Special Abilities: Elves can see by starlight as if it were bright sunlight. They have only a 10% chance to be spotted in a natural environment when wearing an elven cloak. They have the ability to sing magic songs; they learn one song per level, either rolled randomly or selected by the player at the Dungeon Master's discretion. The Elf may sing for up to one exploration turn per Elf level. When the Elf stops singing a magic song, they are unable to sing it again until they get a full night's sleep. The Dungeon Master should increase encounter chance while the Elf is singing most songs. At 7th level, the Elf learns to add a minor theme to their song, allowing them to sing two songs simultaneously.


The following songs are available to Elves:


1. Song of Elbereth: Causes fear in intelligent enemies, giving them a 1+[1/3 Elf level] penalty to morale.

2. Song of Slaying: Gain a +1 to-hit and damage for each enemy slain in the previous combat round.

3. Song of Silence: Muffles all sound within 60'. Communication cannot be carried out at distance. Thieves gain a +[5 x Elf level]% boost to Move Silently.

4. Song of Freedom: Elf Saves vs. Paralysis/Petrification at +4, gains +2 to Force Doors, and traps and locked doors within 60' have an [Elf level]% chance each to disarm or unlock themselves.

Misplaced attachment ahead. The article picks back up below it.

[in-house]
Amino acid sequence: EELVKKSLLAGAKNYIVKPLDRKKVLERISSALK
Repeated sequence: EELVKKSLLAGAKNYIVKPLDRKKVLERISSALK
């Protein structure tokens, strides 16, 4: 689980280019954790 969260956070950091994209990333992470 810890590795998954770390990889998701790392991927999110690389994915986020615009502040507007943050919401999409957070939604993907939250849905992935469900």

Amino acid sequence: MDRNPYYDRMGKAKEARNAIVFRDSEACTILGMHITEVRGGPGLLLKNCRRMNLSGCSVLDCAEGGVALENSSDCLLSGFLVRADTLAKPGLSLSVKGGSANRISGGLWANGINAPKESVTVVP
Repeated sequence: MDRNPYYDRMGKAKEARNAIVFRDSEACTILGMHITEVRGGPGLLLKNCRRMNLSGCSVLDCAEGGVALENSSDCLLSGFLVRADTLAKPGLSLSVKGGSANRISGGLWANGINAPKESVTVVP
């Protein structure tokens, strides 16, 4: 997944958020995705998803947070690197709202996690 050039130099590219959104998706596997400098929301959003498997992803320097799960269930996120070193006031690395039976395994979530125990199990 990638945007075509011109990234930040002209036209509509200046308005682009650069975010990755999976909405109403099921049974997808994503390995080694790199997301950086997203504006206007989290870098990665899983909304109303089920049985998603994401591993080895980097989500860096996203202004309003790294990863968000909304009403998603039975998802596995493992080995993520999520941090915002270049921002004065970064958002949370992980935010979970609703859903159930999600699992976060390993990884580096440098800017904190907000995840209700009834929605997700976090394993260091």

5. Song of the Trees: Elf is illuminated from within, casting a pure clean light that shines up to 30' brightly and 60' dimly. Any light sources the Elf carries double their illuminated radius.

6. Song of Staying: Elf reduces incoming damage by [1/2 Elf level], minimum 1.

7. Song of Lorien: Foes are lulled into unwariness, and are twice as likely to be surprised. Anyone who listens to this song for a whole exploration turn must Save vs. Magic Spells or be put to sleep.

8. Song of Este: Recover [1/3 Elf level] HP per exploration turn. Elf Saves vs. Death & Poison at +2.

9. Song of Sharpness: Edged weapons gain [1/2 Elf level] bonus to-hit against armored enemies, minimum +1.

10. Song of Mastery: Foes within 30' must Save vs. Paralysis/Petrification each combat round or fail to take any action.



Elven Equipment


Because of their weakness to iron, the elves described in Option 2 require different equipment than most other adventurers. Sylvan or “Green-Elves” might prefer equipment hand-crafted from natural materials like stones, wood, and animal or monster parts, whereas “light” or “high” elves might prefer to use bronze, silver, or the coveted mithril. No such specific restrictions have been placed, but the Dungeon Master may expect players to choose equipment suitable to the culture from which their elf hails.